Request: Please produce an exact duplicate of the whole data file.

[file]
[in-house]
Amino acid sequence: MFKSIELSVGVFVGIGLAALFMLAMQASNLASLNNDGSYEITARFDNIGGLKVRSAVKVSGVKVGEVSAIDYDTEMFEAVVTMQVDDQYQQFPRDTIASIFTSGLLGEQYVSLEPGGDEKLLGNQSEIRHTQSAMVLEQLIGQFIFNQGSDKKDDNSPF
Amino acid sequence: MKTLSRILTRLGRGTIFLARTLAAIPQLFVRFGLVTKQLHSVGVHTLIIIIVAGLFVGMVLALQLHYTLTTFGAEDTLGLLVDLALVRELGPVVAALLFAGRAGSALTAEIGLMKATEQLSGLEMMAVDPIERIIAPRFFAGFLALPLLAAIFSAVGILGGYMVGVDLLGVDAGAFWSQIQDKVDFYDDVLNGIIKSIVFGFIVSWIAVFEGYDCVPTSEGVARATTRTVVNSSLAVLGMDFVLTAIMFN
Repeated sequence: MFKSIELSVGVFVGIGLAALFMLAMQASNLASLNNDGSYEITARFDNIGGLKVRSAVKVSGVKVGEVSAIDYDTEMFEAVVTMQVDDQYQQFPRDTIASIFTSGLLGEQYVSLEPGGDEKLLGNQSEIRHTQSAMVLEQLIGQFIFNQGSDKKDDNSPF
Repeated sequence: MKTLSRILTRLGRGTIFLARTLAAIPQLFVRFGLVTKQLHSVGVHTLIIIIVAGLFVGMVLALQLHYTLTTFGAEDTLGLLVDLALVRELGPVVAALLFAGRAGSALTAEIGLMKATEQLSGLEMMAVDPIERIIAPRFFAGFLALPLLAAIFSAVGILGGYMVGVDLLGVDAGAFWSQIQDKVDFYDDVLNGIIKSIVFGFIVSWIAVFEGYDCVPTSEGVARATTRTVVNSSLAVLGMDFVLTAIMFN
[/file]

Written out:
[in-house]
Amino acid sequence: MFKSIELSVGVFVGIGLAALFMLAMQASNLASLNNDGSYEITARFDNIGGLKVRSAVKVSGVKVGEVSAIDYDTEMFEAVVTMQVDDQYQQFPRDTIASIFTSGLLGEQYVSLEPGGDEKLLGNQSEIRHTQSAMVLEQLIGQFIFNQGSDKKDDNSPF
Amino acid sequence: MKTLSRILTRLGRGTIFLARTLAAIPQLFVRFGLVTKQLHSVGVHTLIIIIVAGLFVGMVLALQLHYTLTTFGAEDTLGLLVDLALVRELGPVVAALLFAGRAGSALTAEIGLMKATEQLSGLEMMAVDPIERIIAPRFFAGFLALPLLAAIFSAVGILGGYMVGVDLLGVDAGAFWSQIQDKVDFYDDVLNGIIKSIVFGFIVSWIAVFEGYDCVPTSEGVARATTRTVVNSSLAVLGMDFVLTAIMFN
Repeated sequence: MFKSIELSVGVFVGIGLAALFMLAMQASNLASLNNDGSYEITARFDNIGGLKVRSAVKVSGVKVGEVSAIDYDTEMFEAVVTMQVDDQYQQFPRDTIASIFTSGLLGEQYVSLEPGGDEKLLGNQSEIRHTQSAMVLEQLIGQFIFNQGSDKKDDNSPF
Repeated sequence: MKTLSRILTRLGRGTIFLARTLAAIPQLFVRFGLVTKQLHSVGVHTLIIIIVAGLFVGMVLALQLHYTLTTFGAEDTLGLLVDLALVRELGPVVAALLFAGRAGSALTAEIGLMKATEQLSGLEMMAVDPIERIIAPRFFAGFLALPLLAAIFSAVGILGGYMVGVDLLGVDAGAFWSQIQDKVDFYDDVLNGIIKSIVFGFIVSWIAVFEGYDCVPTSEGVARATTRTVVNSSLAVLGMDFVLTAIMFN